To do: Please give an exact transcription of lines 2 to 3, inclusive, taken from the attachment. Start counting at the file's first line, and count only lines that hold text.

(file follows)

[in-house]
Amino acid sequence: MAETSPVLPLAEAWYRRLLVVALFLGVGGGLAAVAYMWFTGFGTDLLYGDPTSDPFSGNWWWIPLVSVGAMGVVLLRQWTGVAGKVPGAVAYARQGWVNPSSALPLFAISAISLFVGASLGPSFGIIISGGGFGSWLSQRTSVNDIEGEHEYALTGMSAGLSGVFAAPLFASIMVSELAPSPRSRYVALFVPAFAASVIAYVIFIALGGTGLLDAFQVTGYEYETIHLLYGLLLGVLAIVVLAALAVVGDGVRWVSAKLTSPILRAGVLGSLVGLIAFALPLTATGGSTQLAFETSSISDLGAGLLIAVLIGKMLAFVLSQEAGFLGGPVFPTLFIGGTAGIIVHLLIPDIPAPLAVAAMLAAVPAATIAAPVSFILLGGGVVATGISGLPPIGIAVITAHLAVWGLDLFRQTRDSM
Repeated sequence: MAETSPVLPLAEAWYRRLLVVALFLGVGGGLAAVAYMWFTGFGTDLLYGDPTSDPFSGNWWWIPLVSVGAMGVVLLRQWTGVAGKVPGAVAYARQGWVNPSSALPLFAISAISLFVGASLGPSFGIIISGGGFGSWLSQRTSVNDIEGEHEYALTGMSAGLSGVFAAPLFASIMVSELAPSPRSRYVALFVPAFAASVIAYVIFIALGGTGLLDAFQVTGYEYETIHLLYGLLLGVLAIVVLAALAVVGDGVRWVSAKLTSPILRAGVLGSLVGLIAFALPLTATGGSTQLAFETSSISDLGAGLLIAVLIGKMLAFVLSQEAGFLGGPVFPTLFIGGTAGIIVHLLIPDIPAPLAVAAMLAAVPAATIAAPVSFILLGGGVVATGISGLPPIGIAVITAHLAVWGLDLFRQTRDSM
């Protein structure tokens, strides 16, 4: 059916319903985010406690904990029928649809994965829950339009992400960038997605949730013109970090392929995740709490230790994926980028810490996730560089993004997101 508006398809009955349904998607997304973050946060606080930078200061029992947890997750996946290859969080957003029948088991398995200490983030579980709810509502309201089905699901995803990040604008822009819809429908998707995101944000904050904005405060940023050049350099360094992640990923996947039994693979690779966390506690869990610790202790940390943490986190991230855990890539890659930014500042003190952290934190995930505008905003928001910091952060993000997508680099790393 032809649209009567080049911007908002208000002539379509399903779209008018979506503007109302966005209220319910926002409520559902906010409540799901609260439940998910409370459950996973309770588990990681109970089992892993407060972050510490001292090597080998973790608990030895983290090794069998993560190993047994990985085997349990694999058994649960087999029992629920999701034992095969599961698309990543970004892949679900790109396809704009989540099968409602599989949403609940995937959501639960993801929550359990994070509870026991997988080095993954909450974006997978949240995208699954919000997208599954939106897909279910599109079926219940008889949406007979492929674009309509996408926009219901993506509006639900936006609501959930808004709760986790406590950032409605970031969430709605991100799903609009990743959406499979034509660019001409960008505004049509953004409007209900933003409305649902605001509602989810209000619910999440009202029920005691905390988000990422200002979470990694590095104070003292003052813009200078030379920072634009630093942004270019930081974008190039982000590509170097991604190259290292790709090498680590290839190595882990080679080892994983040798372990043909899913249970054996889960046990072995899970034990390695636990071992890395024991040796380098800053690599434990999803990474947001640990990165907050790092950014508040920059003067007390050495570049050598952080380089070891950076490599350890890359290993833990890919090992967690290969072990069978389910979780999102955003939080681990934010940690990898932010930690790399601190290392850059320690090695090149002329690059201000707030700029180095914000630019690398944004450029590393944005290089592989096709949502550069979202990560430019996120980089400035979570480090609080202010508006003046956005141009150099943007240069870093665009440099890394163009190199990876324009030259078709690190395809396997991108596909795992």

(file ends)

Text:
Amino acid sequence: MAETSPVLPLAEAWYRRLLVVALFLGVGGGLAAVAYMWFTGFGTDLLYGDPTSDPFSGNWWWIPLVSVGAMGVVLLRQWTGVAGKVPGAVAYARQGWVNPSSALPLFAISAISLFVGASLGPSFGIIISGGGFGSWLSQRTSVNDIEGEHEYALTGMSAGLSGVFAAPLFASIMVSELAPSPRSRYVALFVPAFAASVIAYVIFIALGGTGLLDAFQVTGYEYETIHLLYGLLLGVLAIVVLAALAVVGDGVRWVSAKLTSPILRAGVLGSLVGLIAFALPLTATGGSTQLAFETSSISDLGAGLLIAVLIGKMLAFVLSQEAGFLGGPVFPTLFIGGTAGIIVHLLIPDIPAPLAVAAMLAAVPAATIAAPVSFILLGGGVVATGISGLPPIGIAVITAHLAVWGLDLFRQTRDSM
Repeated sequence: MAETSPVLPLAEAWYRRLLVVALFLGVGGGLAAVAYMWFTGFGTDLLYGDPTSDPFSGNWWWIPLVSVGAMGVVLLRQWTGVAGKVPGAVAYARQGWVNPSSALPLFAISAISLFVGASLGPSFGIIISGGGFGSWLSQRTSVNDIEGEHEYALTGMSAGLSGVFAAPLFASIMVSELAPSPRSRYVALFVPAFAASVIAYVIFIALGGTGLLDAFQVTGYEYETIHLLYGLLLGVLAIVVLAALAVVGDGVRWVSAKLTSPILRAGVLGSLVGLIAFALPLTATGGSTQLAFETSSISDLGAGLLIAVLIGKMLAFVLSQEAGFLGGPVFPTLFIGGTAGIIVHLLIPDIPAPLAVAAMLAAVPAATIAAPVSFILLGGGVVATGISGLPPIGIAVITAHLAVWGLDLFRQTRDSM